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    Is all material removed from the vehicle considered government property? Any material removed from the vehicle that requires overhaul/reset, should it be treated as government property and would it DCMA be required to provide disposition instructions? If the material cannot be overhauled or reset, would it need to be processed through PCARSS for disposition (unless of course there is language in the contract that would state otherwise)?


    Yes, all material removed from the vehicle is considered Government property. FAR 52.245-1(e)Government Property –Title to Government property informs us that the Government retains title to Government-furnished property (GFP). Just because the material is no longer installed does not mean the Government automatically abandons the property. We will revisit abandonment later.
    Whether the DCMA Plant Clearance Officer (PLCO) is required to provide disposition instructions for the material removed from the vehicle is dependent upon the condition of the material and whether the Contractor’s property management system includes scrap procedures as required. It comes down to whether the material removed from the vehicles meets the definition of “serviceable or useable property” as defined by DFARS 252.245-7004 or “production scrap” as defined in FAR 52.245-1.  
    “Serviceable or usable property” means property with potential for reutilization or sale “as is” or with minor repairs or alterations.
     “Production scrap” means unusable material resulting from production, engineering, operations and maintenance, repair, and research and development contract activities. Production scrap may have value when re-melted or reprocessed, e.g., textile and metal clippings, borings, and faulty castings and forgings.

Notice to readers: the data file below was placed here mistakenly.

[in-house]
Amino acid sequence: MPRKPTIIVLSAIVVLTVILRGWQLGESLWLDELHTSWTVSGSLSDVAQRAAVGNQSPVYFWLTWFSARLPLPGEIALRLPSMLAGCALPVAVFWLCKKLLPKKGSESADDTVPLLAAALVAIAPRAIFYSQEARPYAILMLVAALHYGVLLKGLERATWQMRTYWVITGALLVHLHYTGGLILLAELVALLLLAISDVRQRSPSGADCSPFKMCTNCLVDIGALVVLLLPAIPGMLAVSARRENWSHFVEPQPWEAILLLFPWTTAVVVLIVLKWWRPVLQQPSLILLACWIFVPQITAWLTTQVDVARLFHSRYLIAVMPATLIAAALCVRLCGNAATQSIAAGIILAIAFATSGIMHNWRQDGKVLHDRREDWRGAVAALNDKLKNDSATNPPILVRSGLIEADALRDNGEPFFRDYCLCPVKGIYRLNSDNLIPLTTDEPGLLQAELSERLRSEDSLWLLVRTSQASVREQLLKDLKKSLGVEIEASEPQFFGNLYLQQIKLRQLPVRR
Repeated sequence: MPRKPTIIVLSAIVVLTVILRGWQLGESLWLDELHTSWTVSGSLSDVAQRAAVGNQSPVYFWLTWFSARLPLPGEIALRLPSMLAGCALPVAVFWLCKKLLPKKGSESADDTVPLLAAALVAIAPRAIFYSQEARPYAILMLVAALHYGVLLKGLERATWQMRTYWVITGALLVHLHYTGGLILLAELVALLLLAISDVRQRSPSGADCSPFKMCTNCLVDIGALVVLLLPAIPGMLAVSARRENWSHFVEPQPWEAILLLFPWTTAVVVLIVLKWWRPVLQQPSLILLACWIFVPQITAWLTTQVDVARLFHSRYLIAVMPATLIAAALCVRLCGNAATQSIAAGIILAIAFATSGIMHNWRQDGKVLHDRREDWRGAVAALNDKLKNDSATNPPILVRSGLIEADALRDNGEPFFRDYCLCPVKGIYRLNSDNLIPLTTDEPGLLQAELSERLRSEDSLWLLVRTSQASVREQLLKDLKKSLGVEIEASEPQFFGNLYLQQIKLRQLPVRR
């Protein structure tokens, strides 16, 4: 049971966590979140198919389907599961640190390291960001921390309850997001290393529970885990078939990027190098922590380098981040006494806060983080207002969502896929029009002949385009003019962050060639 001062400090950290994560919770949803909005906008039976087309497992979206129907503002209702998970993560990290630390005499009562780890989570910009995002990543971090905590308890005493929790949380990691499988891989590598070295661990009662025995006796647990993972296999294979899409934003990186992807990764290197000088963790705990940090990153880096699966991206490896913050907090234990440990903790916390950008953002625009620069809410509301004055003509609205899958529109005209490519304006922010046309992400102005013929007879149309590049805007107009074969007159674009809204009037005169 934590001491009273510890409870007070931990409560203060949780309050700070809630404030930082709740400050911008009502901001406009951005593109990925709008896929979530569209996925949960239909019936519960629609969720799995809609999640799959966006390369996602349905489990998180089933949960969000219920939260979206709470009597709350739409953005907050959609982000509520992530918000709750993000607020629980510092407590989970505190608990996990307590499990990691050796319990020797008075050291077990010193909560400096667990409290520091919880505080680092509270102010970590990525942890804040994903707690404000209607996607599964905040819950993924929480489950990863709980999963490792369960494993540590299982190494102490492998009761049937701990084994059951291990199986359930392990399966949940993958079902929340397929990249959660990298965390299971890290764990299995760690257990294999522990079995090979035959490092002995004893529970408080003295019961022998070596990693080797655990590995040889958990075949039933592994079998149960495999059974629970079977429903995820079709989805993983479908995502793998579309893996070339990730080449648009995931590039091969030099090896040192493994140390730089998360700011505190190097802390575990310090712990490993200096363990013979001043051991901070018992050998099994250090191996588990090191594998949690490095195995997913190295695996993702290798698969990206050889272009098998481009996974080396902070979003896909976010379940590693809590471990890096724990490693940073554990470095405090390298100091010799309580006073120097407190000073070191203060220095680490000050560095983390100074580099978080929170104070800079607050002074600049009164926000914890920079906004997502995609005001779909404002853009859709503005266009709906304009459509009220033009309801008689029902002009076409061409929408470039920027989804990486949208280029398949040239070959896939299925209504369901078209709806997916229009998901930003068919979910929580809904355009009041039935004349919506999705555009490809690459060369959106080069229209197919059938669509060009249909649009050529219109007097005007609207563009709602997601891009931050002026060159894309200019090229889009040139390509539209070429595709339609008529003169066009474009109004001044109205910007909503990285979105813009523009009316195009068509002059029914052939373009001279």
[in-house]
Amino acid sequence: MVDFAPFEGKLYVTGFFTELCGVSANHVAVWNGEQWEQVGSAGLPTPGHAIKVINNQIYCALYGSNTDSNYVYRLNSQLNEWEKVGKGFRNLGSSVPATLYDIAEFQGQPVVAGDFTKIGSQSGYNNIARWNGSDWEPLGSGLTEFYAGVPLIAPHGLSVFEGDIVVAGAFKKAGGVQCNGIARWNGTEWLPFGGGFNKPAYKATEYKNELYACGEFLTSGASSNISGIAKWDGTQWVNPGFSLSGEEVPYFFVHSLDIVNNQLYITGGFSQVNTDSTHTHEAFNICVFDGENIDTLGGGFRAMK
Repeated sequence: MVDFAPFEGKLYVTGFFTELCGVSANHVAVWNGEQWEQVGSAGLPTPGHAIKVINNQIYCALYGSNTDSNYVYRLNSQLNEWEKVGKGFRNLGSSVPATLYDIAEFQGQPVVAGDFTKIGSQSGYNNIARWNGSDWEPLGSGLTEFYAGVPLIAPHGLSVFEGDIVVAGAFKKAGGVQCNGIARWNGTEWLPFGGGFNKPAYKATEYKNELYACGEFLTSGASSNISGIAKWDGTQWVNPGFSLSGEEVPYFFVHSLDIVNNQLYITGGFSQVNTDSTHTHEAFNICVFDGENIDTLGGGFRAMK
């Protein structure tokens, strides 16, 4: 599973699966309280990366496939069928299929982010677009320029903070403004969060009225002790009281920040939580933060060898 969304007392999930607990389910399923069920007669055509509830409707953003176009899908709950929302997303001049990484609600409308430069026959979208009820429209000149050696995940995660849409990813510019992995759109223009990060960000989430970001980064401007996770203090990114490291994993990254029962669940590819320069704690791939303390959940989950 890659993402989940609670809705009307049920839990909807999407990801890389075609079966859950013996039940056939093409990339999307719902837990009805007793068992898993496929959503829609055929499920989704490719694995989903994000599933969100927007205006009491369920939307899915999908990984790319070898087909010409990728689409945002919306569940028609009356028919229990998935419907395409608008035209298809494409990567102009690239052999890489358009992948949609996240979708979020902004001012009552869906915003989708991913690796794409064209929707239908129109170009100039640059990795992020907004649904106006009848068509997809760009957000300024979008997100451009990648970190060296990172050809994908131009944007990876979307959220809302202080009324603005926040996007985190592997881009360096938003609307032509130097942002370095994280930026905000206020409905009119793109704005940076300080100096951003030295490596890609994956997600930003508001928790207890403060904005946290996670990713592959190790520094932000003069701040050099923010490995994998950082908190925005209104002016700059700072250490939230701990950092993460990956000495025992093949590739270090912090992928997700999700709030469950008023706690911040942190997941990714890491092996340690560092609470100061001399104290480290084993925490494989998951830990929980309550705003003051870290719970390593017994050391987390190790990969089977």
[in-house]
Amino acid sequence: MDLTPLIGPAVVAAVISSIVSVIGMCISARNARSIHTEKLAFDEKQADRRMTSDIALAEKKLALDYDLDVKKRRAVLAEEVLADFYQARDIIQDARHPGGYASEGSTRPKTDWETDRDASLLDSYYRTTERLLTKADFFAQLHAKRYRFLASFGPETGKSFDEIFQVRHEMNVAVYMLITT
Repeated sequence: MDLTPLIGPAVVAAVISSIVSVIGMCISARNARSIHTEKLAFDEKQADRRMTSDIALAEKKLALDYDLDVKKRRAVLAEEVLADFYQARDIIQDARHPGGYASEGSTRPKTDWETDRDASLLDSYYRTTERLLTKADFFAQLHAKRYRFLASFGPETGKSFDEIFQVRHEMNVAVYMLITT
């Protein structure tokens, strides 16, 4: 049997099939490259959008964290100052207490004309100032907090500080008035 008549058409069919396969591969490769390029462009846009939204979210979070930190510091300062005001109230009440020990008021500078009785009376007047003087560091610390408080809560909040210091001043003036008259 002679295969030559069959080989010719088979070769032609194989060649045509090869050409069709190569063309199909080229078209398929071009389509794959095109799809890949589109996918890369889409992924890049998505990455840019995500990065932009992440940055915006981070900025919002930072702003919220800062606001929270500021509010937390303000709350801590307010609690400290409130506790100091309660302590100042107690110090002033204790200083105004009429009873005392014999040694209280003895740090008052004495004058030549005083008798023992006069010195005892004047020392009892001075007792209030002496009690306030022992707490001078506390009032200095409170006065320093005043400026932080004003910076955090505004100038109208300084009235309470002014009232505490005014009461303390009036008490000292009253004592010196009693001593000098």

If the material is serviceable or usable then the Contractor must identify the items on an inventory disposal schedule and submit it to the PLCO for disposition instructions. If the material is production scrap and the Contractor has a scrap procedure in place, there is no requirement to report the material to the PLCO. You may process the material in accordance with your organization’s internal scrap procedure as stated in FAR 52.245-1(j)(3)(ii). Paragraph (k) of the Government property clause states the Government may abandon parts removed and replaced from property as a result of normal maintenance actions, or removed from property as a result of the repair, maintenance, overhaul, or modification process unless the terms and conditions of the contract state otherwise. If the material is sensitive, Contractor written consent is needed to do so. If the material is nonsensitive, the Government can abandon it in place. Remember, FAR 52.245-1(l) requires all communication under the Government property clause to be in writing. Lastly, keep in mind that there are items of material that may require demilitarization that must be witnessed by a Government representative.

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